Why Nenw York Giants Will Beat the Commanders, Why They Won’t, and a Prediction
The New York Giants Week 15 game at the Washington Commanders will likely be as close to a postseason atmosphere as either team has experienced so far.
And what good practice for the winner, who, while not guaranteed a playoff berth with a win, will win the straight division tie-break should both clubs end up with the same win-loss record.
According to FiveThirtyEight, the Giants have a good chance of making it into the postseason increase from 52 percent to 90 percent with a win against Washington. But if they lose, those odds drop to 35 percent.
Going a little further, if the Giants lose to Washington and the Vikings but beat the Colts, they will have 41 percent of making it into the postseason. And if they win their next three games (Washington, Minnesota and Colts), the Giants are in.
Still confused? Yes, it’s a lot to process. That’s why head coach Brian Daboll’s approach – one game at a time – makes the most sense, rather than worrying about multiple what-if scenarios.
So let’s do that and focus on NFC East’s big showdown this week which, if the giants win, would be their first against a league opponent this year.
Why the Giants will win
Despite the impact of the result, this is just the next game on the Giants’ schedule. That’s the message head coach Brian Daboll has been trying to impress his team so they focus on what they can control rather than worrying about things that aren’t.
The Giants need to get their running game back on track. After a 152-yard rushing performance on 35 carries against the Texans in the Giants’ last win, Saquon Barkley has 205 yards in 73 carries in five games, an average of 2.8 yards per carry, which just isn’t enough will.
Although some might point out that Washington figured out how to neutralize Barkley, it didn’t help that the Giants only ran him seven times in the first meeting.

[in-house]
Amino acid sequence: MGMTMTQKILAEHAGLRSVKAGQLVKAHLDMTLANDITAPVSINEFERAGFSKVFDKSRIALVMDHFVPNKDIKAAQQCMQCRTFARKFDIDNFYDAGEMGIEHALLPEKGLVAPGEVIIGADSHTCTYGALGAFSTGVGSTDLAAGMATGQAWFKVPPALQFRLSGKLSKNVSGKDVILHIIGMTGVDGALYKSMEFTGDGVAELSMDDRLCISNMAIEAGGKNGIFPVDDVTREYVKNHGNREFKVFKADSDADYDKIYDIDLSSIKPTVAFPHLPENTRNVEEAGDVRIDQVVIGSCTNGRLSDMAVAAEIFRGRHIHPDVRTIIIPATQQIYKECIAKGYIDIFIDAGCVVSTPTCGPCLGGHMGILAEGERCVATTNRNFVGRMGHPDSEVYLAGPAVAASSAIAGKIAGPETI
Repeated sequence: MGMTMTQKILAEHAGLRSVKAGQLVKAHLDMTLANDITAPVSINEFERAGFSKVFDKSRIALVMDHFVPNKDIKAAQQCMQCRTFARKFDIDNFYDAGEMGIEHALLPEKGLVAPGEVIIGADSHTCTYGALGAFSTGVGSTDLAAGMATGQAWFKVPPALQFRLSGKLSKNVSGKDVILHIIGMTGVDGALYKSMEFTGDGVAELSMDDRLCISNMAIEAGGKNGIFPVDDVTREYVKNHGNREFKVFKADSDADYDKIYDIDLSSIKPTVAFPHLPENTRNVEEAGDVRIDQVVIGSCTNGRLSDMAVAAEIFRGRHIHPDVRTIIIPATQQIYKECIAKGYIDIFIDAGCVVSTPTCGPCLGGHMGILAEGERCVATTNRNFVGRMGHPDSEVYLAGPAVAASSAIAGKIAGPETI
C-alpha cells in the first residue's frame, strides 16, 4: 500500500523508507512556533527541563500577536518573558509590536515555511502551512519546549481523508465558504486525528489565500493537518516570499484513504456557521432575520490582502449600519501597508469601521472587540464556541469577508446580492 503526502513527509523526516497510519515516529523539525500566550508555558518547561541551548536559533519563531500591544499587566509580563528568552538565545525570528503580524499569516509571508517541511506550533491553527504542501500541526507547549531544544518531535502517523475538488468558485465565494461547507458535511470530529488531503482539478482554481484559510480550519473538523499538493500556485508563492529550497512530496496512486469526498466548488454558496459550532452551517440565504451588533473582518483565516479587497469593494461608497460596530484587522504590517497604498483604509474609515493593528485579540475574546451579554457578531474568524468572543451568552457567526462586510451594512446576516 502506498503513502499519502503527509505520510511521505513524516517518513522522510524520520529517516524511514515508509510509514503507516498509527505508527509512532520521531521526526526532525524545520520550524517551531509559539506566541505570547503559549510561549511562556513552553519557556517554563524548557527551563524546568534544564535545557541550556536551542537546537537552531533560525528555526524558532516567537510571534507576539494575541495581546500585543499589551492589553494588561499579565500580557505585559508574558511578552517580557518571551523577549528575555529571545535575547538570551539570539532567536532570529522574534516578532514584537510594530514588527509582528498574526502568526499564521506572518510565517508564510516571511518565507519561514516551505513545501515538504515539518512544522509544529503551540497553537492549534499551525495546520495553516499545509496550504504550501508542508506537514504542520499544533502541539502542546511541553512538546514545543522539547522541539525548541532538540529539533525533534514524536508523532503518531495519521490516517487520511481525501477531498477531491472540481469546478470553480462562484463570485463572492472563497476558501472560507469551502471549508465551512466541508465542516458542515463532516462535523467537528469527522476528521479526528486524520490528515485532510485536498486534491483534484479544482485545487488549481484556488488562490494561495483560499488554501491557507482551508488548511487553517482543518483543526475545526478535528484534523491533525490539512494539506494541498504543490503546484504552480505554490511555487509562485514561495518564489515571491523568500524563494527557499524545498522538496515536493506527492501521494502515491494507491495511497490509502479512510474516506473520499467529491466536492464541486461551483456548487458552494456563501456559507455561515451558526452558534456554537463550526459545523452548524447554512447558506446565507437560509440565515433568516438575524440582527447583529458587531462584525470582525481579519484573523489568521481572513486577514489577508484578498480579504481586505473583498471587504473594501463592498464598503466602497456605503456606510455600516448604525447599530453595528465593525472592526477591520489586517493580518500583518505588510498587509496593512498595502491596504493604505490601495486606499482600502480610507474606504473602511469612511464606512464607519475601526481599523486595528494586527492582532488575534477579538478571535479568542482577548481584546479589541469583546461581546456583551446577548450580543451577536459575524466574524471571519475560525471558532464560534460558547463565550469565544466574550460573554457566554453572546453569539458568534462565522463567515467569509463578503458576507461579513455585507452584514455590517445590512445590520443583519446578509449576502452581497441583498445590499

The silver lining to the Giants’ decision to limit Barkley to just 20 snaps against the Eagles last week (due to a shoulder/neck issue) could work in the Giants’ favor if Barkley arrives with fresher legs and ready for a heavier workload.
The other factor to watch is which of the two quarterbacks — Daniel Jones for the Giants and Taylor Heinicke for the Commanders — makes the fewest mistakes. In the first encounter, both quarterbacks had a fumble.
In the end, Heinicke brought his team back from a 20-13 deficit to level the game. In contrast, Jones and co. failed to extend their lead to seal the win, in part due to errors like Jon Feliciano’s taunting penalty that cost them a valuable field position for a field goal attempt.
Narrowing down mistakes will be key, but also figuring out which of the two quarterbacks can improve their team now that it’s crisis time.
Why the Giants will lose
The Giants had hoped cornerback Adoree’ Jackson (knee) might be ready for this game, and with good reason. In the first meeting between these two teams, the Commanders destroyed Giants cornerbacks and completed 13 of 17 pass goals against Zyon Gilbert, CorDale Flott and Fabian Moreau.
Moreau primarily covered receiver Terry McLaurin, who caught five of seven passes for 74 yards, four first downs and a touchdown. While that’s not necessarily a sign of what’s to come should Moreau re-draw the contract, if you’re the Commanders you’re probably feeling good about a possible rematch, not to mention McLaurin’s other opportunities to pass catch against others pulled him for cover.
The other concern is that Washington’s defensive line, which defensive end Chase Young should have in the lineup, is up against the Giants’ offensive line. The Giants offensive line. Quarterback Daniel Jones in the first meeting was under pressure on 30 percent of his dropbacks, 20 percent of those who come across a flash. Not bad, right?
Last week, however, the offensive line’s pass protection was a sieve, Pressure to allow 54.5 percent of Jones’ dropbackswhich is no surprise considering the Eagles have the best pass rush win rate as a team (54 percent). On the other hand, Washington a Pass rush win rate of 41 percent (19.) – Not an ideal matchup for a Giants offensive line 29th in pass blocking efficiency (82.3 percent).
First, the loser of that game is not eliminated from postseason consideration. Whichever team comes up with the short bat will have to climb a steeper hill to enter the seven-team postseason tournament.
Other than that, these two teams are about as identical as can be, as evidenced by their Week 13 clash. Despite the Giants struggling in primetime games and Washington having a bye and being at home, I think the Giants, who I think hit the tie a little harder than Washington two weeks ago, buckle up and take takes care of business in a close game with few points.
Giants 19, Commanders 17